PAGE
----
Survival in an extreme habitat: the roles of behaviour and energy limitation
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Extreme habitats challenge animals with highly adverse conditions, like extreme temperatures or toxic substances. In this paper, we report of a fish (Poecilia mexicana) inhabiting a limestone cave in Mexico. Several springs inside the cave are rich in toxic H2S. We demonstrate that a behavioural adaptation, aquatic surface respiration (ASR), allows for the survival of P. mexicana in this extreme, sulphidic habitat. Without the possibility to perform ASR, the survival rate of P. mexicana was low even at comparatively low H2S concentrations. Furthermore, we show that food limitation affects the survival of P. mexicana pointing to energetically costly physiological adaptations to detoxify H2S.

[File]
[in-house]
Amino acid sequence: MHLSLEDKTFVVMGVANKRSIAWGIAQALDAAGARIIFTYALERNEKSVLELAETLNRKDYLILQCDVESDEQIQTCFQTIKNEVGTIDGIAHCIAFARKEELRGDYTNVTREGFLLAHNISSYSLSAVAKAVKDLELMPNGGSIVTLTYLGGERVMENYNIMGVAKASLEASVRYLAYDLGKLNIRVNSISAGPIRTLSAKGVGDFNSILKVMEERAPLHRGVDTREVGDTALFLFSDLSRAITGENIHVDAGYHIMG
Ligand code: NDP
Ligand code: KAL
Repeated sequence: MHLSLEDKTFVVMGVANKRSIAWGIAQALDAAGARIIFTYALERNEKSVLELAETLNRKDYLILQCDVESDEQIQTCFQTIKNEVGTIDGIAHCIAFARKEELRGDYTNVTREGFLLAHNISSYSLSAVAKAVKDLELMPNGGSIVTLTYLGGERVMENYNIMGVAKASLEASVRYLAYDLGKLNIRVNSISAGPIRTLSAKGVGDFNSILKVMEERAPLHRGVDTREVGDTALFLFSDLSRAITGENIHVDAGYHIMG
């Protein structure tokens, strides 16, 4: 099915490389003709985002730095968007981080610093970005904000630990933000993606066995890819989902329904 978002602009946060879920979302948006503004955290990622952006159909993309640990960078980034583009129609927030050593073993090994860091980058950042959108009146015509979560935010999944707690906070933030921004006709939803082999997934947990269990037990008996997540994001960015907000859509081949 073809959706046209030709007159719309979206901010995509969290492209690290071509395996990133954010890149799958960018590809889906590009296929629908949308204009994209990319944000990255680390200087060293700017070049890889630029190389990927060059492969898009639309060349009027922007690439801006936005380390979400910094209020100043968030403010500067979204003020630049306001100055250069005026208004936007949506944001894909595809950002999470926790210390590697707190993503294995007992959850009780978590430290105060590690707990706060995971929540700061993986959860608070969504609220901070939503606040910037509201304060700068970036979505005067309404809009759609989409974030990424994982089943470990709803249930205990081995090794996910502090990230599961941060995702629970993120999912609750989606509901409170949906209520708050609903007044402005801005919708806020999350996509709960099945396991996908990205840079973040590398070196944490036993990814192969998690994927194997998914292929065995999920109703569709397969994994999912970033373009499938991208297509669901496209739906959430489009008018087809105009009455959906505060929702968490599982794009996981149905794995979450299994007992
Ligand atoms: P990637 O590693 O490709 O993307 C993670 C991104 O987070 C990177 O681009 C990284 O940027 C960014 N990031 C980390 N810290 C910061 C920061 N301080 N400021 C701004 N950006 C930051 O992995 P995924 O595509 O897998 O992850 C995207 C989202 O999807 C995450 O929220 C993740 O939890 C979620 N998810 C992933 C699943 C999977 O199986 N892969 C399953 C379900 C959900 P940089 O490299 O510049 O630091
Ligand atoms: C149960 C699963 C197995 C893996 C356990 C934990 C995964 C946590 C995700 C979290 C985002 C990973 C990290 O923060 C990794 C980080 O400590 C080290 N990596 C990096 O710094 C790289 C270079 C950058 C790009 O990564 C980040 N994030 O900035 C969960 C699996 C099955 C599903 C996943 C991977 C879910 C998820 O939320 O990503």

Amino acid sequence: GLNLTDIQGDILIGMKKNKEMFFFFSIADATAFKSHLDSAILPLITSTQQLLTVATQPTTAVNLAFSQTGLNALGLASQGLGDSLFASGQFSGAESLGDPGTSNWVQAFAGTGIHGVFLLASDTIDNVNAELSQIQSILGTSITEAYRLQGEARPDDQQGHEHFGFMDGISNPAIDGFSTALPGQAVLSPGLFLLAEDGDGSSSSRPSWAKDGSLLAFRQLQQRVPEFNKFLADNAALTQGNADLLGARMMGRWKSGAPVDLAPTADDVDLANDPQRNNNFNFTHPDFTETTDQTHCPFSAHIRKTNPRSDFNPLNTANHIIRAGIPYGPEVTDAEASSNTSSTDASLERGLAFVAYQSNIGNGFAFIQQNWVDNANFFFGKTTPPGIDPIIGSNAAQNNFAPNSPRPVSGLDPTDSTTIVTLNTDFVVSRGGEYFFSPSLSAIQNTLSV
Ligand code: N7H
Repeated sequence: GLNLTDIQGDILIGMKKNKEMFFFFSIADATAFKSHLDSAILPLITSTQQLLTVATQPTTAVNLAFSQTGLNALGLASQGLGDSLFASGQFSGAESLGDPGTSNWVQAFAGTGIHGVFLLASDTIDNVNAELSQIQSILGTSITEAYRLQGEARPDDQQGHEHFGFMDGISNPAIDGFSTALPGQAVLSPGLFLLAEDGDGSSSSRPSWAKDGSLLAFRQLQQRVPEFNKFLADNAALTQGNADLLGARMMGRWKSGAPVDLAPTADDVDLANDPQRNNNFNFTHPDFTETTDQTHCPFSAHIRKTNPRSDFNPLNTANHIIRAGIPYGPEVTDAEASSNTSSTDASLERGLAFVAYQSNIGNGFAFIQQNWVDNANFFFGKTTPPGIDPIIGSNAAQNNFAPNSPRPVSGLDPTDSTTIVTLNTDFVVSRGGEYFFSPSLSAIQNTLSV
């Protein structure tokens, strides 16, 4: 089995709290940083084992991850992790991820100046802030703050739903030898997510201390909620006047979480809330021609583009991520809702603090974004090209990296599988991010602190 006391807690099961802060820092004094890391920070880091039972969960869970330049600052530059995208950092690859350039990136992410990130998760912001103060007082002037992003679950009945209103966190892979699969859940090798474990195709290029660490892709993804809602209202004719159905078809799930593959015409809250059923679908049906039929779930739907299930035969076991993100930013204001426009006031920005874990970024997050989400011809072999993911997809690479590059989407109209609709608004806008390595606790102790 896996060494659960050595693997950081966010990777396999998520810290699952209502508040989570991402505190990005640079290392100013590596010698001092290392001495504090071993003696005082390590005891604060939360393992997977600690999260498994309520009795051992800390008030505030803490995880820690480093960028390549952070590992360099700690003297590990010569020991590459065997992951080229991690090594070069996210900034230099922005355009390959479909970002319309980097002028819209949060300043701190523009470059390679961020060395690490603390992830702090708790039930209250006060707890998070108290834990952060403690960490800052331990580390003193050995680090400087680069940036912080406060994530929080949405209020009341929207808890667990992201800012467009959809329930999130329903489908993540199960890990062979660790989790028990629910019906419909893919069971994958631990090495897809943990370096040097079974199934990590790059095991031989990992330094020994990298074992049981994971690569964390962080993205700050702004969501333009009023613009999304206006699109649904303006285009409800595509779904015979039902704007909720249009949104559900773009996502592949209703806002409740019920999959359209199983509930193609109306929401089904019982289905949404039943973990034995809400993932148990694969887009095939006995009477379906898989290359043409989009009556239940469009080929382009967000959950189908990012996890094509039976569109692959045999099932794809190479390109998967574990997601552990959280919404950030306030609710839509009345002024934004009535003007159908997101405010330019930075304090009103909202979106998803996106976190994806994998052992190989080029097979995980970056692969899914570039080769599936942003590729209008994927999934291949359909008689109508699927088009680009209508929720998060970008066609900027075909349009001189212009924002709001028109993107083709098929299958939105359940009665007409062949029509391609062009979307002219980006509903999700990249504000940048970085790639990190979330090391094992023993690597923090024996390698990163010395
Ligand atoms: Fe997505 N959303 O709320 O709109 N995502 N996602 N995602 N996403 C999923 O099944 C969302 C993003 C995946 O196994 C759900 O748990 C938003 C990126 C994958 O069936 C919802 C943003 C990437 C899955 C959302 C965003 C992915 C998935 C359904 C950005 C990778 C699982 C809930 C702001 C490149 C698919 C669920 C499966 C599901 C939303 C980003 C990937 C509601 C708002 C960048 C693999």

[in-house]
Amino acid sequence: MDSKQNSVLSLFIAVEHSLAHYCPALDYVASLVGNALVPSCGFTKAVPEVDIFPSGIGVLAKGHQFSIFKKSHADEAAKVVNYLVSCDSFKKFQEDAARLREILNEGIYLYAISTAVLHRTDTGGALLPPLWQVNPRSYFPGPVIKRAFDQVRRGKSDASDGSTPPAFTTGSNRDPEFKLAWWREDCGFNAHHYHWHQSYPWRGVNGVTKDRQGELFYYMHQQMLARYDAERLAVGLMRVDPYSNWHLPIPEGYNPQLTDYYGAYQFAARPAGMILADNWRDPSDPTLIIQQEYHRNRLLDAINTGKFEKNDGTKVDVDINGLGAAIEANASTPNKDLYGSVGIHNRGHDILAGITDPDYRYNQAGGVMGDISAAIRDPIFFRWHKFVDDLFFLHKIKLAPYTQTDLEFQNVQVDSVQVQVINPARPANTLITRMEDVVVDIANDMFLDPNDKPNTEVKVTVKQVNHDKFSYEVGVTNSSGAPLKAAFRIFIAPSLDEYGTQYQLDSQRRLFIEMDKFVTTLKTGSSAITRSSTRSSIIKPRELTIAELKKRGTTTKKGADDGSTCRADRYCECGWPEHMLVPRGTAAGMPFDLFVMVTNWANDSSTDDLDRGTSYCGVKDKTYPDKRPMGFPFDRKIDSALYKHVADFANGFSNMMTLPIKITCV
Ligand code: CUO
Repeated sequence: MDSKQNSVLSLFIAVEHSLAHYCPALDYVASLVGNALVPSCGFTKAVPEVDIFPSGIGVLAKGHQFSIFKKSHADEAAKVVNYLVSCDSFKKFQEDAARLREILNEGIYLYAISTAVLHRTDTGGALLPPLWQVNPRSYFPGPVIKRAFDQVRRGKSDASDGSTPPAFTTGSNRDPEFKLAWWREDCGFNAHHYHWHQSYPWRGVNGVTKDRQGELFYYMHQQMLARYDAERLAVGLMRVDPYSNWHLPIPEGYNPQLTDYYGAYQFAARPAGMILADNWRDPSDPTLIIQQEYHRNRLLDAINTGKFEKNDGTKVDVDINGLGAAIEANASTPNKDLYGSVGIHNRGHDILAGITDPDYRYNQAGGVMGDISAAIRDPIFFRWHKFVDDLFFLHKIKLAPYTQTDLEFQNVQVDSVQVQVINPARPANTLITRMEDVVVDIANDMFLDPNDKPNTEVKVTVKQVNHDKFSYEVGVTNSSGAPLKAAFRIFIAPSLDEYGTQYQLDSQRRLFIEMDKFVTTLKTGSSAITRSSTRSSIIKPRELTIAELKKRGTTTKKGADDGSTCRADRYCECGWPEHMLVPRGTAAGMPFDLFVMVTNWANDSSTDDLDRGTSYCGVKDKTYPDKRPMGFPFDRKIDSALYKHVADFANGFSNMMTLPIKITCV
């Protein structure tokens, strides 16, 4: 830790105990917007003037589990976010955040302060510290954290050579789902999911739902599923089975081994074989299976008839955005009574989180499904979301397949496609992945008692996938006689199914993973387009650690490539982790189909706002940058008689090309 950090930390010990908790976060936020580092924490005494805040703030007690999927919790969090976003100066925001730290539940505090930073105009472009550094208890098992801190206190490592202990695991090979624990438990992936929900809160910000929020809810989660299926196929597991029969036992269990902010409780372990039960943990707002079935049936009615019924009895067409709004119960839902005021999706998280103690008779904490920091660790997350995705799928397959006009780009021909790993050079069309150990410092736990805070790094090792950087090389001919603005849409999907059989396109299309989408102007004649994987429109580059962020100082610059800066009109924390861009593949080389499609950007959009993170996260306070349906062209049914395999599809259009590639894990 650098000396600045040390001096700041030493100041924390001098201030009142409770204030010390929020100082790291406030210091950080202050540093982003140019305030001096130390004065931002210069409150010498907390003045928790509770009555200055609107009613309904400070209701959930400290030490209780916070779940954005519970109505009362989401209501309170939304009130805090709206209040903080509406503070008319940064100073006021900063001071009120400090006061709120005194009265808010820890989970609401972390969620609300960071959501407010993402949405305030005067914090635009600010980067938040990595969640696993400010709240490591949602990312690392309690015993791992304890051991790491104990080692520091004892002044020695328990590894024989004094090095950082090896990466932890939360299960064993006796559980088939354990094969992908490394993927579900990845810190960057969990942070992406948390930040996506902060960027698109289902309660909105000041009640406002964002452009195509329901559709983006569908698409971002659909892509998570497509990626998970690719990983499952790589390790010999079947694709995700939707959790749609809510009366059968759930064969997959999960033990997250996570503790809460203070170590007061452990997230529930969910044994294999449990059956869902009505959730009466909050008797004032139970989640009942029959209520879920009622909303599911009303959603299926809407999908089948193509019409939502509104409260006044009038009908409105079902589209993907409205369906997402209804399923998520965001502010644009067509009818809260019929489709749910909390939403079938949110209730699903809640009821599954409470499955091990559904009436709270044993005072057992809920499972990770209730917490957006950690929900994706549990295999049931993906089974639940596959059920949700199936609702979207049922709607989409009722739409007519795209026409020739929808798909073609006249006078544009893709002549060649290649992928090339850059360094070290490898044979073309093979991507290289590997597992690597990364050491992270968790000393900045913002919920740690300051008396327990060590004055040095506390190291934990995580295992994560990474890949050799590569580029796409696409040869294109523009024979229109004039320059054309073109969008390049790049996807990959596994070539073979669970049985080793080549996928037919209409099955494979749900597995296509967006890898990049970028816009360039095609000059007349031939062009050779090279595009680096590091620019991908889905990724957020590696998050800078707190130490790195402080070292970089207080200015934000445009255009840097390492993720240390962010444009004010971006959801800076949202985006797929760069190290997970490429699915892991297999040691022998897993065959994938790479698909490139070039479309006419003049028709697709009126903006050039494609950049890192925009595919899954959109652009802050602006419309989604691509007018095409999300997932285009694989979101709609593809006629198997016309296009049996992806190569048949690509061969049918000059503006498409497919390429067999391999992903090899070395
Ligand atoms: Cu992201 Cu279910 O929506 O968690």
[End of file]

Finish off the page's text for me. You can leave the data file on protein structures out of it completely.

KeywordsAquatic surface respiration Cave fish Extremophile Hypoxia Hydrogen sulphide
We thank L. Fromhage (Hamburg) and H.-U. Reyer (Zürich) for critically reading earlier drafts of the manuscript. D. McLennan and two anonymous reviewers provided very helpful comments. The Mexican Government kindly issued research permits (291002-613-1577, DGOPA/5864/260704/-2408 and 16986/191/205/-8101). Financial support came from the DFG (SCHL 344/15-1, PL 470/1-1, PL 470/1-2) and the University of Oklahoma as well as the German Ichthyological Association (to M.T. and M.P.), the Basler Foundation for Biological Research, the Janggen-Poehn-Foundation, the Roche Research Foundation and the Wolfermann-Nägeli-Foundation (to M.T.). We are deeply indebted to the people of Tapijulapa for their hospitality, especially the hotel Maison de la Sierra.
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